Hawthorn berries in a frost. Photo Galina N

When does winter start?

The day in our calendar that marks the first day of winter usually refers to the astronomical seasons which are a result of the Earth's axis and orbit around the Sun.

This year, astronomical winter begins on 22 December 2019 and ends on 20 March 2020.

For upcoming years, the dates for astronomical winter will be;

Year Winter Starts Winter Ends
Winter 2019

Sunday, 22 December 2019

Friday, 20 March 2020

Winter 2020 Monday, 21 December 2020   

Saturday, 20 March 2021

Winter 2021 Tuesday, 21 December 2021   

Sunday, 20 March 2022

Winter 2022 Wednesday, 21 December 2022   

Monday, 20 March 2023

Winter 2023 Friday, 22 December 2023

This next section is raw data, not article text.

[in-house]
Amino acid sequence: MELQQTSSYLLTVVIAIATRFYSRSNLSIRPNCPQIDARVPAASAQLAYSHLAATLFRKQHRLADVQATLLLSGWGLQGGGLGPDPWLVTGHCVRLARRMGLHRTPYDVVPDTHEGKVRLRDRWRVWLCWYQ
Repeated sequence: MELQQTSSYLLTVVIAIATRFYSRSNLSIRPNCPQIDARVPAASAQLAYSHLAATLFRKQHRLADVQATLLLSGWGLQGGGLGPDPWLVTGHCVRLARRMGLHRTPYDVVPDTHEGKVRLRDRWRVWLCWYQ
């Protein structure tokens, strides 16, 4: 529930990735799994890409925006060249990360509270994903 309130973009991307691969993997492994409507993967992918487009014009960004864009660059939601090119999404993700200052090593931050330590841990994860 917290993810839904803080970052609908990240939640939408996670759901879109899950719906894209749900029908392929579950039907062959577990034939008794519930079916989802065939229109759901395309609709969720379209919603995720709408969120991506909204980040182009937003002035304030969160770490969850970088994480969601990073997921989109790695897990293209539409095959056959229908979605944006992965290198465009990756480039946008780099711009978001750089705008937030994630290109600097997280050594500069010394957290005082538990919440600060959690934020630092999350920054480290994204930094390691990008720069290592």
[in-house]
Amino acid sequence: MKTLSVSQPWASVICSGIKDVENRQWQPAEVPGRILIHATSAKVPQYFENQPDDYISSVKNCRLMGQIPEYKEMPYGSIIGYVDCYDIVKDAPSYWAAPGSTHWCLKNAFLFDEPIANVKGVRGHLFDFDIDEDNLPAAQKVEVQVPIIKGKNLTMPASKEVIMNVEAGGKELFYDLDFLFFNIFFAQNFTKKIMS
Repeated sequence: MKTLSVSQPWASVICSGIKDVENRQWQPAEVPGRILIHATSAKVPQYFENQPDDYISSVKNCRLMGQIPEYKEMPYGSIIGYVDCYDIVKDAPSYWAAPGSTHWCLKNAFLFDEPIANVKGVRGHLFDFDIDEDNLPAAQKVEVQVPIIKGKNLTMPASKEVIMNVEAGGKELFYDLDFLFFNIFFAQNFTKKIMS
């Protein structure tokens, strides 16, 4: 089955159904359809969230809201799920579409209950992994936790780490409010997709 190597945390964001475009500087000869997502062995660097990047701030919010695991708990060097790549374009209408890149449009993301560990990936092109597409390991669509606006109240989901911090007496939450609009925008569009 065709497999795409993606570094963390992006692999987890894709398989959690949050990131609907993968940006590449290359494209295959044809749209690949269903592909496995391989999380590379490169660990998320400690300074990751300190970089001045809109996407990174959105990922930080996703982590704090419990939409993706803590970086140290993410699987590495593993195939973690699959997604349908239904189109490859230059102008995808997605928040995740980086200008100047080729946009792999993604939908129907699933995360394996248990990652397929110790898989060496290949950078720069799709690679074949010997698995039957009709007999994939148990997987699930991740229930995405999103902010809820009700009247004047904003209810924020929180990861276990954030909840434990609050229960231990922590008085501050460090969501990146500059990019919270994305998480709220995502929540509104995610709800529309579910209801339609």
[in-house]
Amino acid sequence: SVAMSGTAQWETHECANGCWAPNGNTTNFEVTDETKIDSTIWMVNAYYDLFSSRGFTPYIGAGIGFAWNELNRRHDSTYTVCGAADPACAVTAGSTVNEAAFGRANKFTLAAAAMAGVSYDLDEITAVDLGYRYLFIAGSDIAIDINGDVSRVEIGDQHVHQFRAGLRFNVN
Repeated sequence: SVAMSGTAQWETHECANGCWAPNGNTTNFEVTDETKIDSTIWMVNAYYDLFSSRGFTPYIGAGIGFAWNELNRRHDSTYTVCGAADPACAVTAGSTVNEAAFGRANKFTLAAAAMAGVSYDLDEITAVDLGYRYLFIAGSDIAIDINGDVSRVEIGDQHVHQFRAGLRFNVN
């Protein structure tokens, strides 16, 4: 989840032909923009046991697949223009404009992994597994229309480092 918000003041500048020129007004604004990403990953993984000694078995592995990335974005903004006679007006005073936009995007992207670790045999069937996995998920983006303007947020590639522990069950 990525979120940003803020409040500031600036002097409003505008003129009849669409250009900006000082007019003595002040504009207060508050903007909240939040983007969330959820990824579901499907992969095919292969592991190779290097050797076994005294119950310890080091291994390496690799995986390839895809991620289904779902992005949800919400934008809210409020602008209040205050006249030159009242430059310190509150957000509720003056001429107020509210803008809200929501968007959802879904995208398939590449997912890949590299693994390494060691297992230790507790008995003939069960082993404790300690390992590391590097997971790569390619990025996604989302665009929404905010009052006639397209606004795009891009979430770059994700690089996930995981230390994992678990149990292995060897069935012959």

Wednesday, 20 March 2024

Winter 2024 Saturday, 21 December 2024    

Thursday, 20 March 2025

The astronomical calendar determines the seasons due to the 23.5 degrees of tilt of the Earth's rotational axis in relation to its orbit around the Sun. Both Equinoxes and Solstices are related to the Earth's orbit around the Sun. However, the dates of the Equinox and Solstice aren't fixed due to the Earth's elliptical orbit of the Sun.

Meteorological winter

However, at the Met Office, we often use a meteorological definition of the seasons. By the meteorological calendar, the first day of winter is always 1 December; ending on 28 (or 29 during a Leap Year) February. 

Meteorological seasons consist of splitting the seasons into four periods made up of three months each. These seasons are split to coincide with our Gregorian calendar, making it easier for meteorological observing and forecasting to compare seasonal and monthly statistics. 

The seasons are defined as spring (March, April, May), summer (June, July, August), autumn (September, October, November) and winter (December, January, February).